Our little Phillip had complained about his nightmares for weeks. Lisa suggested we take him to a doctor. I resisted. I had nightmares when I was his age. Awful ones – ones that, to this day, I still shudder to recall. It seemed poor Phillip was more like his old man than his mom and I had hoped.
In an abandoned house about ten miles south of our high school, deep in the woods, there’s a bedroom that is always wet.
On the surface, it sounds unremarkable. Woods. Abandoned house. Water. Leaks. Wet bedroom.
Go inside, though, and you’ll realize it’s a little more complicated than that. A little harder to explain.
The water in that room clings to the floor and walls and ceiling in heavy, gelatinous globules. Touch one and it’ll break, spilling foul-smelling water on you. I made that mistake the one time I visited on my own. It takes days to get that stink off. Continue reading “Wet Bedroom”
I have a condition called “dermatographia.” It is what it sounds like: you can “write” on my skin. It’s not as bizarre as it looks. All it means is I get scratches very easily. If I run my fingernail across my skin, I’ll get a raised, red trail. It doesn’t hurt or bleed and it goes away after a half hour or so. Still, it’s pretty noticeable.
Kids used to make fun of me at school, as they’re wont to do with anything they find new or weird. It wasn’t too bad, though. Nothing traumatizing. I’m grateful for that, because as I got older I realized how great a bar trick it was.
Maybe that makes me a little weird. I’m okay with it.
I’m going to dispense with the backstory because I need to talk about what’s been going on lately. The other day, I woke up with a word on my stomach. It said “soon.” Continue reading “Dermatographia”
“Not all men are rapists,” my Dad would grunt as he scrolled through his friends’ Facebook profiles and read the articles about sexual assault they’d posted.
“Not all men are abusive,” my Dad would mutter as he did research to disprove the domestic violence statistics that bothered him so much.
“Not all men are like him,” I’d mouth to myself, as Dad threw Mom across the room for having the temerity to contradict something he’d said.
After hurting her one night, he came to my room a few hours later. “You’re a sweet boy,” he told me. “I know you’d never harm a woman, no matter how much she deserved it. Not all men are like me. You don’t have a temper.”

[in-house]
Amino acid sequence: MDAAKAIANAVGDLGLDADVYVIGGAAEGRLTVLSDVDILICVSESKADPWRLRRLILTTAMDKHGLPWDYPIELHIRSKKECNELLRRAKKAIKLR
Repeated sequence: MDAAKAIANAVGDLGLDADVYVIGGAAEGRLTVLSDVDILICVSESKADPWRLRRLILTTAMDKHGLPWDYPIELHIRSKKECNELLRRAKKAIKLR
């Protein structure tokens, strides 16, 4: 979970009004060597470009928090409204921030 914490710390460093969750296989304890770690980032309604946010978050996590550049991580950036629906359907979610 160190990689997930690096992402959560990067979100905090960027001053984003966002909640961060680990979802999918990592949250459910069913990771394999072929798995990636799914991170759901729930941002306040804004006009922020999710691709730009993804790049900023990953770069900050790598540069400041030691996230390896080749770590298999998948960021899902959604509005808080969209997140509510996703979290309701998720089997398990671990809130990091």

We weren’t allowed to leave our home; the suited men were everywhere and kept insisting it was for our own safety. They wouldn’t give us a hint about what was going on.
Being right across the street, I stayed glued to my front window. It was fascinating at first. Then interesting. Then tedious. Still, I felt like I had to keep watching. There was something going on in there and I needed to know what. Nothing on television gave any indication something was wrong. Our cell phones had no service. It was as if the signals were being blocked.
Toward the end of the first day, I’d started to feel a surprising amount of apprehension. My wife, too. It felt as if we were about to receive terrible news, despite not having any reason to. Continue reading “Last Weekend”
When the little ghost first starting coming to me, he whispered nice things that made me feel good.
“You have pretty hands.”
“I love how you do your nails.”
“How did you get your skin to be so smooth?”
He stayed with me all day and all night. As the days went by, though, I must have done something to make the ghost angry. Instead of mawkish pleasantries, the messages grew negative.
“I’ve seen other girls with prettier hands.”
“What happened to your nails?”
“I’m sorry your skin looks so dry nowadays.”
I started to get upset. I’d grown fond of the little ghost. Since he’d always been so positive, it was comforting. But once he started to get mean, I wondered what I’d done wrong. I didn’t want my ghost to feel like I’d disappointed him. Continue reading “The Little Ghost”
“Under every scrap of confining skin is the potential for escape. When life grows from your husk, you, in turn, may be reborn.” -William James Lemaire: Seeding the Verdant World
It had been so, so long since my soulmate had felt anything resembling escape.
We sat and talked about the process that would surely end his life. Our Benefactor, William, had proposed this journey to us at our final meeting. William, who’d given so much of his time and energy to the wretched around him, was generous in imparting his wisdom. He believed my soulmate could be saved – but only if he gave his life to the Verdant World. I remember looking at the swaying trees and long grass around us – trees and grass seeded by the numberless Saved. It was a defining moment.
“Grow what we love in whom you love.” -William James Lemaire: Seeding the Verdant World
I kissed the lips of my soulmate before removing them. He didn’t move. Tears sprouted from the corners of his closed eyes. The sweet taste of his kiss lingered as I poured honey in and around his new mouth. The honey was from bees which had pollinated the flowers grown from other Saved. The cycle was continuing with us. We whirl the wheel. Continue reading “Escaphism”